Yesterday I delivered some more materials to the Taj Mahal, did some non explosive tests, took inventory, and did some maintenance.
One of the first things I did was test the new electric sifter. They claim a pound a minute for flour. If this translated to a 454 grams (one pound) per minute of KClO3 (potassium chlorate) then it would meet our needs. At our peak production rate we produce a single batch of explosives in 1.5 minutes. A single batch uses 400 grams of KClO3.
Last Thursday Ry and I had spent a considerable amount of time brainstorming how we might be able to make some modifications to it to “just let it run all day” so that even if it didn’t process the KClO3 as fast as the flour we could probably use it to our advantage because it could continue to run when we took breaks and production was slowed for other reasons.
I was very pleasantly surprised to find it would sift nearly 2 kg per minute. Although there might still be some modification which will enhance its utility I think it will be a very useful addition even unmodified.
I still have to deliver the 275 pound drum of KClO3 in my garage and the electrical generator, but those will have to wait until the ground is drier.
I knew the ground would be wet and soft and I was prepared to carry most of the items (not the 50 pound item) by hand or in my backpack the 0.4 of mile from the road.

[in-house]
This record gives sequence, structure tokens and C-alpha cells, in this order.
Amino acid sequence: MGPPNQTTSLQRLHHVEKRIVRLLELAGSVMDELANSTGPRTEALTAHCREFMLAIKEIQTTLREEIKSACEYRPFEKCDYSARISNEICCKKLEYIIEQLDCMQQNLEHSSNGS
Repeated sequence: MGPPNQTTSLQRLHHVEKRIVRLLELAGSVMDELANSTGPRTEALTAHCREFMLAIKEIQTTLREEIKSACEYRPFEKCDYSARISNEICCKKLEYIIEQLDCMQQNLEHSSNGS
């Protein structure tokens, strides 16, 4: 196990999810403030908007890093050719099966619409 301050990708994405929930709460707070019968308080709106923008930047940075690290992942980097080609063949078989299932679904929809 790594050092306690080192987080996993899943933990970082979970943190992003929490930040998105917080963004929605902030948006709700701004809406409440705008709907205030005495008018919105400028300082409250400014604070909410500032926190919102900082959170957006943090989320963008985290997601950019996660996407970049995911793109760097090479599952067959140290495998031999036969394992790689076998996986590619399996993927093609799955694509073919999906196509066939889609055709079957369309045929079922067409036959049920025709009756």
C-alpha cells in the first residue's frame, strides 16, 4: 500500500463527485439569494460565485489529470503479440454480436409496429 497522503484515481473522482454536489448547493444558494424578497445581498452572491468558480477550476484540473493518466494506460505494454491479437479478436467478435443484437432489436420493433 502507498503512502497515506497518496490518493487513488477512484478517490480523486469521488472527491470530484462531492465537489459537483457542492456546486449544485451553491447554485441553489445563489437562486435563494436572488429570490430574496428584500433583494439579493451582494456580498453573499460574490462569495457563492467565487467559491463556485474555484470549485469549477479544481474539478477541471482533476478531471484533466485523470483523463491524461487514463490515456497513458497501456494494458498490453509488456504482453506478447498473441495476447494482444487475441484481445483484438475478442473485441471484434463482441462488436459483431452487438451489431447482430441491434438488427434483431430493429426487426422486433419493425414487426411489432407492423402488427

I parked by the road inspected the ground out past the main target area by the tree line and figured that if I chose the correct path I could make it. I was correct but it was much slicker than I expected and I spent a considerable amount of the time sliding sideways through the mud as I tried to change directions to hit the drier and more firm ground.
After crossing the field used for shooting I proceeded across the waste land to the Taj Mahal. There is one area without a culvert where the ground gets very soft with water running over it during spring runoff. I hit that spot as fast as I dared. Immediately after crossing it you must make a turn or you will drive head on into some trees. I again spent considerably more time sideways that I would have liked but I made the turn and tried to continue up the hill to the Taj. No luck. The ground was greasy slick and my four wheel drive vehicle barely clawed its way out of the trees. Had I not been able to get clear of the trees I probably would have been stuck. I would have not been able to turn around or get sufficient speed to make it back through the standing water.
Here are some pictures:
The last 100 feet probably took close to a full minute as the vehicle slowly continued to moved forward throwing mud and digging into the ground until if finally stopped in the snow.
Here is a picture after I made it back to the road:
Coming back out was relatively uneventful in terms of risk of getting stuck but the muddy water splashed on the windshield which made for some interesting times as I tried to clear it and maintain sufficient control of the vehicle to keep it out of the swampy areas that would have meant an embarrassing call to my brother for help. He had advised me it was too wet to make it out there and back.